The Indians’ bats were silenced by Seattle starter Felix Hernandez Thursday night, but thanks to a ninth-inning rally and a terrific performance by Josh Tomlin, Cleveland (6-5) came back to beat Seattle (7-7), 2-1, in the rubber match of a three-game set at Safeco Field.
Hernandez and Tomlin breezed through the first several innings—both pitchers were at their best Thursday and neither lineup could make any early inroads. Seattle finally got on the board in the fifth when Michael Saunders led off the inning with a double and scored on John Jaso‘s fielder’s choice to give the Mariners a 1-0 lead; it was the only run Tomlin would give up.
Meanwhile, the Indians simply could not touch Hernandez. The Mariners’ ace threw eight frames of shutout ball, holding the Tribe to just five hits and one walk while racking up 12 strikeouts. No Cleveland batter even got as far as third base until the eighth inning.
But the Tribe put together a rally in the ninth. Carlos Santana worked a leadoff walk off of Seattle closer Brandon League. Travis Hafner followed it up with a single and Casey Kotchman laid down a perfect sacrifice bunt to make it second and third—the tying run was 90 feet away and the go-ahead run was right behind—with just one out. Jack Hannahan then delivered with a two-run single to turn a 1-0 deficit into a 2-1 lead.
That was all the Indians could manage, but it was enough. Chris Perez took the mound in the ninth and sent the Mariners down 1-2-3 to earn a relatively worry-free save and give the Indians a well-fought 2-1 victory.
The Good: Josh Tomlin. He’d looked a little shaky in his first two outings of the year, but he put that behind him tonight. He threw eight very solid innings, allowing just one run on five hits while racking up seven strikeouts (he rang up Dustin Ackley three times) en route to earning the win; true to form, he didn’t allow a single walk. He was incredibly efficient as well—it took him only 96 pitches (71 of which were strikes) to get through eight frames, while Felix Hernandez 126 offerings to put the Indians down eight times.
Jack Hannahan also deserves some props for his clutch game-winning hit (look how quickly that win probably line tanks!) but the other player I was most impressed with was Chris Perez. He didn’t seem to have his full velocity back (he topped out at 94 mph) but he showed good command of both his fastball and his slider. Part of this might just be retroactive association, but he really looked like a different pitcher Thursday than he did during his near-meltdown on Tuesday.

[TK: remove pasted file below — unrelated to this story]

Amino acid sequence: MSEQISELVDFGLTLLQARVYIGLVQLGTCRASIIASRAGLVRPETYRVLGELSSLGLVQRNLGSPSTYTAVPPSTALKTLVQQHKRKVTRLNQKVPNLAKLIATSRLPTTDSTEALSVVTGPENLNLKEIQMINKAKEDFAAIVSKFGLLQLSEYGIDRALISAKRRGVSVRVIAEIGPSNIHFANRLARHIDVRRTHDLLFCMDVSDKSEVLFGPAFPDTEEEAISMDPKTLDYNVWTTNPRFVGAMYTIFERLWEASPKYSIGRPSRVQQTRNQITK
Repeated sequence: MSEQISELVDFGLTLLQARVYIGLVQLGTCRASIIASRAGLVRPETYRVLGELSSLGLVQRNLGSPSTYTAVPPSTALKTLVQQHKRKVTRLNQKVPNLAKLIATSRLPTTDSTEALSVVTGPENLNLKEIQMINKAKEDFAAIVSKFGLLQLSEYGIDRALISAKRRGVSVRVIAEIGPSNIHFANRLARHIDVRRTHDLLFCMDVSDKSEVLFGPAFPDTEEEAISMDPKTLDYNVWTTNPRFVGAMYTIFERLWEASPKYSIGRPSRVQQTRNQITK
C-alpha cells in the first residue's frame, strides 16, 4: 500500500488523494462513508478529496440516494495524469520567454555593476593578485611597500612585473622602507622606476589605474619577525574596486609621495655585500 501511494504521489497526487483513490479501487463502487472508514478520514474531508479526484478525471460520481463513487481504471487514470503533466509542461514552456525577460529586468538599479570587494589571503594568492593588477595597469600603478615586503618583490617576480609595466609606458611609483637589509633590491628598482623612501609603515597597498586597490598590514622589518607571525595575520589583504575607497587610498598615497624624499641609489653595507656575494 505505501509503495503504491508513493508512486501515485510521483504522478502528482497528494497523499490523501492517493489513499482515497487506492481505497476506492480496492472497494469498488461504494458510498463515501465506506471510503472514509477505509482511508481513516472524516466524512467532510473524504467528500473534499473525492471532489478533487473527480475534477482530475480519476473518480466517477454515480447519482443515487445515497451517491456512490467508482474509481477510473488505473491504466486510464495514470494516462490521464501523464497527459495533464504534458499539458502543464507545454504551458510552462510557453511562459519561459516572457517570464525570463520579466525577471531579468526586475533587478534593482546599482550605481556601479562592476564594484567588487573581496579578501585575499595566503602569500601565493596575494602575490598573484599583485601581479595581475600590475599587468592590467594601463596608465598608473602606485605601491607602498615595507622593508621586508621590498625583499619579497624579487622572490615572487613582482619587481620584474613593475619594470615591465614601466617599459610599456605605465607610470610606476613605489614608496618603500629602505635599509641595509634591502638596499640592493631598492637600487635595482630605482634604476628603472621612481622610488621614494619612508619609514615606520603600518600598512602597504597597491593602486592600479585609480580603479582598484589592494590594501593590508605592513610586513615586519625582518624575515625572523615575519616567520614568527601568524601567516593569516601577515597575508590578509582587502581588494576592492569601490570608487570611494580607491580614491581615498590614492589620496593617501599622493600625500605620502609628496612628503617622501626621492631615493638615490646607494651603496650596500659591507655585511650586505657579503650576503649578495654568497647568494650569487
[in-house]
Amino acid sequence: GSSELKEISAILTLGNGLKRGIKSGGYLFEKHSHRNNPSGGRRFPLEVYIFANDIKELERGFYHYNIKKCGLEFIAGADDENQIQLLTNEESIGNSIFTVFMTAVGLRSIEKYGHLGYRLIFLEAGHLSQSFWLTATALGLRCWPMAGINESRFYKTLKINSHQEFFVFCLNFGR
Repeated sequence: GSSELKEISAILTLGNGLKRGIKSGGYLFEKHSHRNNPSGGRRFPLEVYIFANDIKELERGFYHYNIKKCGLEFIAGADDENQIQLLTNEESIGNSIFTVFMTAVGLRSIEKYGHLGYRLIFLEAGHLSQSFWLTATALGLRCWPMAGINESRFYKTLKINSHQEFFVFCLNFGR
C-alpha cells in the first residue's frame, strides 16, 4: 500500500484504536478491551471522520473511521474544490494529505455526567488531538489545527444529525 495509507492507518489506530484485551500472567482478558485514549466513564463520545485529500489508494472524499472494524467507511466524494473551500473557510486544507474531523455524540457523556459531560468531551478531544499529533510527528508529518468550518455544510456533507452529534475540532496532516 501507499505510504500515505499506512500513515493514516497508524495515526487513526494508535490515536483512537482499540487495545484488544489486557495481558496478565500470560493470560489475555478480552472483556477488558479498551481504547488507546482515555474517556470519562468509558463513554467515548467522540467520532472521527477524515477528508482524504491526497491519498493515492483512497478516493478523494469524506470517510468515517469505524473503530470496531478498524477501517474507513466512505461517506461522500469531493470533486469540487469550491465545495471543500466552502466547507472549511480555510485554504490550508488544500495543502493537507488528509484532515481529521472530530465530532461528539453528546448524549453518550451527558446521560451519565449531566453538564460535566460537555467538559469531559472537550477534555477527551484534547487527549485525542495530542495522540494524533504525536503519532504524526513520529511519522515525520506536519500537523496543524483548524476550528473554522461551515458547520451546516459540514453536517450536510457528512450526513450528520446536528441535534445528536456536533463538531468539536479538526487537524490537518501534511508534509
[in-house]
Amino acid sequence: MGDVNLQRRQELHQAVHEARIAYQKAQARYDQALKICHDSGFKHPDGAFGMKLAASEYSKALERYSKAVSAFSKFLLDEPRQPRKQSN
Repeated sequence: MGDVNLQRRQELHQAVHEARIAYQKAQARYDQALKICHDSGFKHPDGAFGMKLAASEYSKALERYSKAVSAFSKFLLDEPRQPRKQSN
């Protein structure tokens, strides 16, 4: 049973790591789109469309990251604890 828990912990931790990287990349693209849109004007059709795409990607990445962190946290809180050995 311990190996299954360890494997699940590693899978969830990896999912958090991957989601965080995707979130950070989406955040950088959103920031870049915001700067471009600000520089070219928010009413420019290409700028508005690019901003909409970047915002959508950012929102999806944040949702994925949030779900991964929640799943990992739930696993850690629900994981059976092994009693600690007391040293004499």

The Bad: You can’t really blame the lineup for not hitting against Felix Hernandez and it didn’t matter in the end, but it wasn’t a banner night for the Indians’ lineup. There’s no real reason to be seriously concerned here—if you’re nervous, just close your eyes and think back to the Kansas City series—but Cleveland has scored just three runs the last two games.
The “Huh?”: Shelley Duncan saw his usual No. 6 spot in the lineup usurped by…Casey Kotchman. Now, Duncan has a reputation for being a better hitter than Kotchman, and just watching them play Duncan clearly looks like the better bet at the plate. Not to mention that Duncan entered Thursday’s action hitting .290/.463/.516 (171 wRC+) while Kotchman was struggling to the tune of a .195/.250/.366 triple-slash (76 wRC+).
The season stats are a small sample size and Kotchman theoretically has the platoon advantage (though Duncan mashed right-handed pitchers last year so take that with a grain of salt), but come on—Duncan is the better hitter. Wouldn’t it have made more sense to keep him at his normal spot?
Interesting Tidbit: Tomlin’s no-walk start Thursday was the 27th consecutive outing in which he gave up one free pass or fewer—a streak that dates back more than a year. The last time he allowed more than one walk: April 10, 2011…against the Mariners at Safeco Field.